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awarded  Good Question
Apr
30
awarded  Popular Question
Apr
27
comment Is the de Rham complex a free (commutative?) differential graded algebra?
I think, but I haven't thought it out much, that the de Rham dga is the free skew-commutative graded $C^\infty(M)$-dga with $\Omega^1(M)$ in degree 1. Doesn't one deduce this from proposition 2.6 (page 57) in "Elements of noncommutative geometry" by Varilly et al.? One avoids problems of the kind pointed by Eric Wofsey by actually starting from the 1-forms.
Apr
5
awarded  Nice Question
Mar
22
comment Geometric realization of function complexes of simplicial sets
Schwede theorem A.3.2 asserts your suspicion, though he doesn't really give either references or proofs.
Mar
19
comment Kan's loop group construction
I like Stevenson's "Décalage and Kan's simplicial loop group functor" and some references therein. You can also look at May's "simplicial objects in algebraic topology". I also believe they're discussed in Curtis' "simplicial homotopy theory" survey paper.
Feb
19
comment Fat geometric realization weakly equivalent to the usual one
By the way, the cellular chain complex of $|Sing(X)|$ coincides with what is usually called the "normalized singular chain complex" of $X$. This is like the usual singular chain complex, except that you're quotienting out by the images of degeneracies. I.e., when passing from the free simplicial abelian group on the singular set to chain complexes, you use the normalized Moore functor instead of the alternating face map functor.
Feb
10
comment Morphism induced by a cellular map between CW-complexes
I found by chance this other question that has the "homological" approach to induced maps.
Feb
2
awarded  Popular Question
Feb
2
comment Are there spectral sequences for calculating homology or cohomology of homotopy (co)limits?
Nice answer. It should be noted that a generalized homology theory carries filtered homotopy colimits to colimits (see here), so the spectral sequence is of use when considering non-filtered ones. Moreover, when one takes a homotopy pushout, this spectral sequence collapses to an exact sequence which is exactly Mayer-Vietoris, see here.
Jan
31
comment Morphism induced by a cellular map between CW-complexes
So when, in the answer, I said "let $\varphi_\alpha$ be the attaching map of $\alpha$", I was being sloppy.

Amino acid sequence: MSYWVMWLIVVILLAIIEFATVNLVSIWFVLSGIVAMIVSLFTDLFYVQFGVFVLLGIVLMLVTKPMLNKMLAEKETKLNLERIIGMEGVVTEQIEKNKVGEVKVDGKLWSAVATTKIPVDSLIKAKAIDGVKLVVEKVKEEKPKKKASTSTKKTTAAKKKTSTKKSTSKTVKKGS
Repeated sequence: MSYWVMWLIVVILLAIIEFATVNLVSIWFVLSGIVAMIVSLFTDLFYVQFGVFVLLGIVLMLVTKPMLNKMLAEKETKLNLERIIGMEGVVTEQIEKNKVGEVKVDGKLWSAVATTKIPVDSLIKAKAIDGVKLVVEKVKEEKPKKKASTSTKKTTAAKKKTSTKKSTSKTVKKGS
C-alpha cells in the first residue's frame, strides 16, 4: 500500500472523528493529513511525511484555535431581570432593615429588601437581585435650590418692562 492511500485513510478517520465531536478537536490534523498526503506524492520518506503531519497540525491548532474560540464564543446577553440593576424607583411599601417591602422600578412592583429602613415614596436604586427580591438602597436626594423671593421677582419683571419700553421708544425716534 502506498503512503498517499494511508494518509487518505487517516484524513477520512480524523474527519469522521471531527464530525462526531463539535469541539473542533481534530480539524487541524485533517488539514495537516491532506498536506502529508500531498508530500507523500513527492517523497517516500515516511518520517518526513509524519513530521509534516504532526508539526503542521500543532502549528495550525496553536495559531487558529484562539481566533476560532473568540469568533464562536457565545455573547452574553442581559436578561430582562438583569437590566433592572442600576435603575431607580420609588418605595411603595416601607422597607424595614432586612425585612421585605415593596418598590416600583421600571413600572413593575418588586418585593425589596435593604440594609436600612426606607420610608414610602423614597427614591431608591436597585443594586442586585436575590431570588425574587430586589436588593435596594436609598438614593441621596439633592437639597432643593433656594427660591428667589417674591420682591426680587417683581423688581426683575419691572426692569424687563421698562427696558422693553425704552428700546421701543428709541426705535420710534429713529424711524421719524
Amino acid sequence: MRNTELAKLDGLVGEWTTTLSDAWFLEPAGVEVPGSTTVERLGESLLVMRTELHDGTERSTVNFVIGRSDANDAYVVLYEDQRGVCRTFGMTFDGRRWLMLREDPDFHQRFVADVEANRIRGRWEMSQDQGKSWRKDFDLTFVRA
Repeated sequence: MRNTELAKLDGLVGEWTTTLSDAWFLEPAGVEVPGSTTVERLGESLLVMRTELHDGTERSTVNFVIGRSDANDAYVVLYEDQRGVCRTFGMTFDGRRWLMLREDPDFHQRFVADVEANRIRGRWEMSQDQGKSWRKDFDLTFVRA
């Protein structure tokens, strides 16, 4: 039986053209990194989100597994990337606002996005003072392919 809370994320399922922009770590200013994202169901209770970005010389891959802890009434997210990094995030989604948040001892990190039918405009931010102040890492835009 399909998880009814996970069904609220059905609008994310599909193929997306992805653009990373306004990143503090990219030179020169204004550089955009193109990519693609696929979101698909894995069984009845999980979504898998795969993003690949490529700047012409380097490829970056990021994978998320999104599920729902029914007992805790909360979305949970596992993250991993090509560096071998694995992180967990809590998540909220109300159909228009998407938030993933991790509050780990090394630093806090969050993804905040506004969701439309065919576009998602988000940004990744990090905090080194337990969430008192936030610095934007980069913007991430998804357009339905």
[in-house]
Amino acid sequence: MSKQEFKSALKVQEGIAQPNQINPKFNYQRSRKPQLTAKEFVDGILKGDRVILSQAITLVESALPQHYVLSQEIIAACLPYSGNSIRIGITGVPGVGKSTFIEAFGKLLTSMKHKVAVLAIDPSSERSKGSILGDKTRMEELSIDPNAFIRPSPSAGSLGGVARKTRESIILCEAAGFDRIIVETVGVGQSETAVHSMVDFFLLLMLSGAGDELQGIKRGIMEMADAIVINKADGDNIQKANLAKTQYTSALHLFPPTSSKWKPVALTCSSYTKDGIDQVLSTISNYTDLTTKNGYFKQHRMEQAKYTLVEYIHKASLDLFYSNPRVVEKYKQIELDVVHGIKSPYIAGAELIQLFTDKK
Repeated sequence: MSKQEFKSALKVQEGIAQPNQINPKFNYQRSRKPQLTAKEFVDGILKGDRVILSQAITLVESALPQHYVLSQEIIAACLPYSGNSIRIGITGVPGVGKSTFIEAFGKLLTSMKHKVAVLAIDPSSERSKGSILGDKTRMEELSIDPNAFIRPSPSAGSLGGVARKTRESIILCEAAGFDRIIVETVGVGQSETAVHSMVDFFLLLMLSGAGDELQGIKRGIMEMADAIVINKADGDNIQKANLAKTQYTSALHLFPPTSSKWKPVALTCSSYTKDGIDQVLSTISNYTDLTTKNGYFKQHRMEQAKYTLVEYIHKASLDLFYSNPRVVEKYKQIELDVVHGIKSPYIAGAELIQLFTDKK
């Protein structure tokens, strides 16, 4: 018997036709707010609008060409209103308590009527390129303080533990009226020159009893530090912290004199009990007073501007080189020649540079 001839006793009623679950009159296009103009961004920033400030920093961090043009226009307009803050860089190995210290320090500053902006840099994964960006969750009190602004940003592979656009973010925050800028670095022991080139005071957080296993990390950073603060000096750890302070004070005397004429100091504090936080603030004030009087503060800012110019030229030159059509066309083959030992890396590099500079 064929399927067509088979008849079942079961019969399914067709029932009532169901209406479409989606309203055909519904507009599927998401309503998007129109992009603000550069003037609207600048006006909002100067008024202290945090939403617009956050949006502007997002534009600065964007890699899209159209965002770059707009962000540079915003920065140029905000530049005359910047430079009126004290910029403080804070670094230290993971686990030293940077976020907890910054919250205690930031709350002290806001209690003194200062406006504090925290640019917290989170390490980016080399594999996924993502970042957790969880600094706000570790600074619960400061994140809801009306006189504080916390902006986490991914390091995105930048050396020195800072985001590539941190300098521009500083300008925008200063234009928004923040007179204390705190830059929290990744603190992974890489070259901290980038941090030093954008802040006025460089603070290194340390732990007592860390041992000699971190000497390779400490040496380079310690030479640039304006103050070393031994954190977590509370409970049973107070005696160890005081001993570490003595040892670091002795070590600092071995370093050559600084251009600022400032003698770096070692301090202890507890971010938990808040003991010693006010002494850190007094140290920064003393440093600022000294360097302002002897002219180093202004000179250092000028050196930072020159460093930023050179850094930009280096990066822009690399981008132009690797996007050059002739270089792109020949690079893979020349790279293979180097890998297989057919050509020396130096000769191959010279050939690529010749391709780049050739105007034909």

Jan
31
comment Morphism induced by a cellular map between CW-complexes
I should note that Bertram's comment is spot on. You need to be careful. Choose a set of attaching maps for all cells of $X$. This choice defines: an isomorphism as the one you claim, the boundary map on $C_*^{cell}$, and induced maps on $C_*^{cell}$. Using the same set of attaching maps for all three choices gives you a natural isomorphism of chain complexes, where $H_n(X^n,X^{n-1})$ gets the boundary map I alluded to in my first comment above. So you have to be careful, because a CW complex does not come, in the usual definitions, with the attaching maps as part of the data.
Jan
31
awarded  Revival
Jan
30
revised Morphism induced by a cellular map between CW-complexes
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Jan
30
revised Morphism induced by a cellular map between CW-complexes
added 124 characters in body
Jan
30
answered Morphism induced by a cellular map between CW-complexes
Jan
30
comment Morphism induced by a cellular map between CW-complexes
Ok, I looked at Switzer again and I think what you want is proposition 10.13, though the formula is a bit convoluted. I also empathize with @Bertram 's point and point to these notes for a nice explanation of the phenomenon.
Jan
30
comment Morphism induced by a cellular map between CW-complexes
I empathize with your question, but I doubt that there will a direct expression, i.e. one that does not pass by the identification of $C_n^{cell}$ with $H_n(X^n,X^{n-1})$, if only for the simple reason that your cellular boundary maps are secretly passing by that interpretation already: they are the maps that correspond to the connecting homomorphism of the triple $(X^n,X^{n-1}, X^{n-2})$ under the natural isomorphism you're quoting. By the way, I think there is a nice exposition of this in Switzer, starting from 10.6.
Jan
22
awarded  Nice Question
Jan
13
comment Reduced homology group of wedge sum
Be careful, I think that -exactly- the point is not to use additivity. The additivity axiom (for a reduced theory) says exactly what you're trying to prove. The point here is that additivity for finite wedge is included in the Eilenberg-Steenrod axioms (not so for infinite wedges).